One hypothesis is that dark energy is not real and is just a byproduct of a flawed theory of general relativity—proving that general relativity is essentially wrong. “That would have dramatic implications for everything else that general relativity has ever predicted,” Leitch said. “And general relativity has been an incredibly productive theory that explains a huge host of phenomena, and if it were wrong in some fundamental way, we would have to rethink a lot of things.”
But, if dark energy is real, and if it turns out to be vacuum energy, it means that the energy density is absolutely constant as a function of time. This means the Universe will continue to accelerate at the present rate and it will get bigger and bigger and objects will get further and further away and eventually it will dissipate, leading to the Universe becoming so cold that stars will burn out and new stars won’t be able to form, until eventually everything becomes a cold cinder.
“If [dark energy] turns out to be something other than vacuum energy,” Dr. Leitch said, “then it means whatever is driving the expansion of the Universe is probably time variable, meaning that in the far distant future the acceleration may coast to a stop and the Universe may re-collapse, in a sort of reverse picture of the Big Bang Theory.”
While these respective fates of the Universe could take billions to trillions of years, discovering what dark energy is could overturn certain scientific theories that we rely on today. For example, if dark energy isn’t vacuum energy, scientists may have to revise their current understanding of particle physics.
Dr. Leitch and his colleagues are narrowing down the search for dark energy explanations by assessing population statistics of galaxy clusters. From the cosmic microwave background (CMB), which is the oldest light we can see in Space, Dr. Leitch has been trying to piece together a population curve for galaxy clusters to try to infer information about dark energy.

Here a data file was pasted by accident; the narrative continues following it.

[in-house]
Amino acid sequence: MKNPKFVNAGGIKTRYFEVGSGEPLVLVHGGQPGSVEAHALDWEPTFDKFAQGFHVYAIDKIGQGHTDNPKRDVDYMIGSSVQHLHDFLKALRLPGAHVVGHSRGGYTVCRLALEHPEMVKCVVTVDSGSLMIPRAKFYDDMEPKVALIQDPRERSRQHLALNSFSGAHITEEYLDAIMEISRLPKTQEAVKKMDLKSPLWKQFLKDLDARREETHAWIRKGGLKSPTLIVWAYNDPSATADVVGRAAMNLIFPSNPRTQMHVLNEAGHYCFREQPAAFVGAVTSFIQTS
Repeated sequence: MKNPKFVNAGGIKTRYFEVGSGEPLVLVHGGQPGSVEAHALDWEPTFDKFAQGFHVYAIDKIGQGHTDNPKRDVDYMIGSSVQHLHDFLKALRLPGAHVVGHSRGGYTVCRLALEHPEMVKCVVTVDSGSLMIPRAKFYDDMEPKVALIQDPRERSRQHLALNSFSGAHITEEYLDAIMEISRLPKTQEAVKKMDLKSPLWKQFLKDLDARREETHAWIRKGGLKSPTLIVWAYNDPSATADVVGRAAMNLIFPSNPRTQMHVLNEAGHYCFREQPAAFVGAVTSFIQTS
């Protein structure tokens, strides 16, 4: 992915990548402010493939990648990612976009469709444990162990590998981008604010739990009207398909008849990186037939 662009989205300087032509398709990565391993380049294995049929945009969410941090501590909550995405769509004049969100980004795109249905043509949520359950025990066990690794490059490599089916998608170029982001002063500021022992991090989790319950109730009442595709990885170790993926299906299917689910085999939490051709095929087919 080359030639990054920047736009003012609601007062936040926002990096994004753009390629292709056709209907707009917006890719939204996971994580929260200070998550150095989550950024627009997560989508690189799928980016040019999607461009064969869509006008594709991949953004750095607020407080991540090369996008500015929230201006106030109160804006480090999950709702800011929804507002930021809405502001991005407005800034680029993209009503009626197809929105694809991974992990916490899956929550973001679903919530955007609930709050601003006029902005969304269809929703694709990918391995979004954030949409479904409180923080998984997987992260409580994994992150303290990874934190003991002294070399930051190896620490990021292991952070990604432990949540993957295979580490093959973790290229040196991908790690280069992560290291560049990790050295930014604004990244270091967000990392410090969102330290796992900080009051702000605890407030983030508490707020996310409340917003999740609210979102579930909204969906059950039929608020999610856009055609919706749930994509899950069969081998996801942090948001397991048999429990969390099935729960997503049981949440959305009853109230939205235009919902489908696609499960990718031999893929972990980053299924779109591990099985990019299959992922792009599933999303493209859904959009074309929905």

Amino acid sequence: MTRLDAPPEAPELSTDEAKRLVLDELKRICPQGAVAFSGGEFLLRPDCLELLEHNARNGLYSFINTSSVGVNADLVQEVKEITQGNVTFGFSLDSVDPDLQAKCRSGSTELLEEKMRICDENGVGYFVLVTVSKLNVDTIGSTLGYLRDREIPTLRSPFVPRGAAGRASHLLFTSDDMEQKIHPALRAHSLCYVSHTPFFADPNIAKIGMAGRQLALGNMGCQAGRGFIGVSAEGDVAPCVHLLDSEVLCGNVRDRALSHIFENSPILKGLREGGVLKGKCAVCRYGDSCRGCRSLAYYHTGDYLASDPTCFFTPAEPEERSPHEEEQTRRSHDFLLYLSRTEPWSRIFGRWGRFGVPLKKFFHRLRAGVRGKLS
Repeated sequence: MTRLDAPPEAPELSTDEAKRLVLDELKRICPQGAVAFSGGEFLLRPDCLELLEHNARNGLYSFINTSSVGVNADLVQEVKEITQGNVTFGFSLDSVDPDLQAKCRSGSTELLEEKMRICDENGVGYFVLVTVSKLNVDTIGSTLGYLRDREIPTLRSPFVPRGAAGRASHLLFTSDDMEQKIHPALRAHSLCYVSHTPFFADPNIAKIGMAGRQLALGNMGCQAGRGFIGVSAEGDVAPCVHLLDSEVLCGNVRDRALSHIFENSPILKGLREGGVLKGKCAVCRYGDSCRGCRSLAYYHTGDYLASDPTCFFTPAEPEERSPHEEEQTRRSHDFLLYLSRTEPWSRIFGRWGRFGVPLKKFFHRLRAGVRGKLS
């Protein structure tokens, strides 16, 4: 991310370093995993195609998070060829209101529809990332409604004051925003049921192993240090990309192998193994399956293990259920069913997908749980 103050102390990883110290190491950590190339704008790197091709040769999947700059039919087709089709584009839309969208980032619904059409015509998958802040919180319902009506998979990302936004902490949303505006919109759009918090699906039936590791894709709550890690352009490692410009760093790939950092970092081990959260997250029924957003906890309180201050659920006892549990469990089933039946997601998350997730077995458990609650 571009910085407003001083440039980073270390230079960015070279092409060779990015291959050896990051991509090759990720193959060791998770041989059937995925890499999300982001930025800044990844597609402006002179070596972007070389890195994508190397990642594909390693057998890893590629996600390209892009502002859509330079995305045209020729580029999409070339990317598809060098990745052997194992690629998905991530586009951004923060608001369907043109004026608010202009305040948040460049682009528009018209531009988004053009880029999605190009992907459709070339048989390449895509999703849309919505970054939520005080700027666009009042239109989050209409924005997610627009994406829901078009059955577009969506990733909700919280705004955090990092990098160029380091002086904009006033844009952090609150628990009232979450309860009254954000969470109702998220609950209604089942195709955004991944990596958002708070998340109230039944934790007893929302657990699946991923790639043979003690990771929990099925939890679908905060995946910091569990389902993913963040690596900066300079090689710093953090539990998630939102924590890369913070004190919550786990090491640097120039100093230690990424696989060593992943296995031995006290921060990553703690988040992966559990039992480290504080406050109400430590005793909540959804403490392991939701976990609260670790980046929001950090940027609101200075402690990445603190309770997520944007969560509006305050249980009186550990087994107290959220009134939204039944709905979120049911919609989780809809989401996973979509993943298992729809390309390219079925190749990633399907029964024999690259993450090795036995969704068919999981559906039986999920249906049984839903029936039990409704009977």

“The number of galaxy clusters that formed in the early Universe is a direct measure of how much time there was for gravity to assemble objects,” Dr. Leitch said. “So the density of galaxy clusters in the sky today and how they formed as a function of time tells you something directly about how fast the Universe was expanding at early times. So indirectly you can infer something about dark energy from that.”
In his lecture, Leitch used an ecosystem analogy to explain the idea behind galaxy cluster population statistics. He said to imagine a food supply driving an ecosystem. However, you have no idea what that food supply is and therefore you have no idea how to observe it directly. But you can observe its effects on the deer population, for example. If there is a lot of food at early times then the deer population will boom, and if the food tails off at late times then the deer population will tail off in a very specific way.
“In the same way,” Dr. Leitch said, “if there’s a lot of dark energy that’s dominating the dynamics of the early Universe, you’ll form many fewer galaxy clusters. So depending on the characteristics of dark energy, you’ll get a different population curve.”
From its observed behavior, scientists think dark energy is uniformly distributed through space. So in a sense, scientists know where it is, they just don’t know what it is.
To narrow down the hypotheses for dark energy, scientists have to locate the galaxy clusters so they can do the population studies. But they also have to know when the galaxy cluster formed to determine the number of galaxy clusters forming as a function of time.
While instruments like the South Pole Telescope in Antarctica find galaxy clusters, CARMA research at the Owens Valley Radio Observatory conducts detailed studies of these images to determine how to convert the shadow the galaxy clusters cast on the CMB to something physically meaningful like mass. The mass of the galaxy cluster is ultimately what scientists need to know to do these population statistics.
“It’s like saying I use my binoculars to find the deer, but I need another instrument to tell me how heavy that deer is, and when he was born,” Dr. Leitch said. “That’s where CARMA comes in.”
Dr. Leitch ended his lecture on Thursday by saying that it’s a running joke among astronomers that, “We live in a preposterous Universe!” But Dr. Leitch said he wanted to revise the statement to clarify that, “It’s not the Universe that’s preposterous; it’s our theories that fall short of making perfect sense of it. But we’re working on it!”
Information about the upcoming talks in the “Explore Your Universe” lecture series is posted on the observatory’s website at: www.ovro.caltech.edu. The last two lectures will be hosted at Cerro Coso Community College’s Bishop Campus at 7 pm. On Nov. 10, Chat Hull (UC Berkeley) will give a talk titled “Star Formation Through Radio Eyes.” On Dec. 8, Andrea Isella (Caltech) will give a talk on “Origins of Solar Systems: From Dust to Planets.”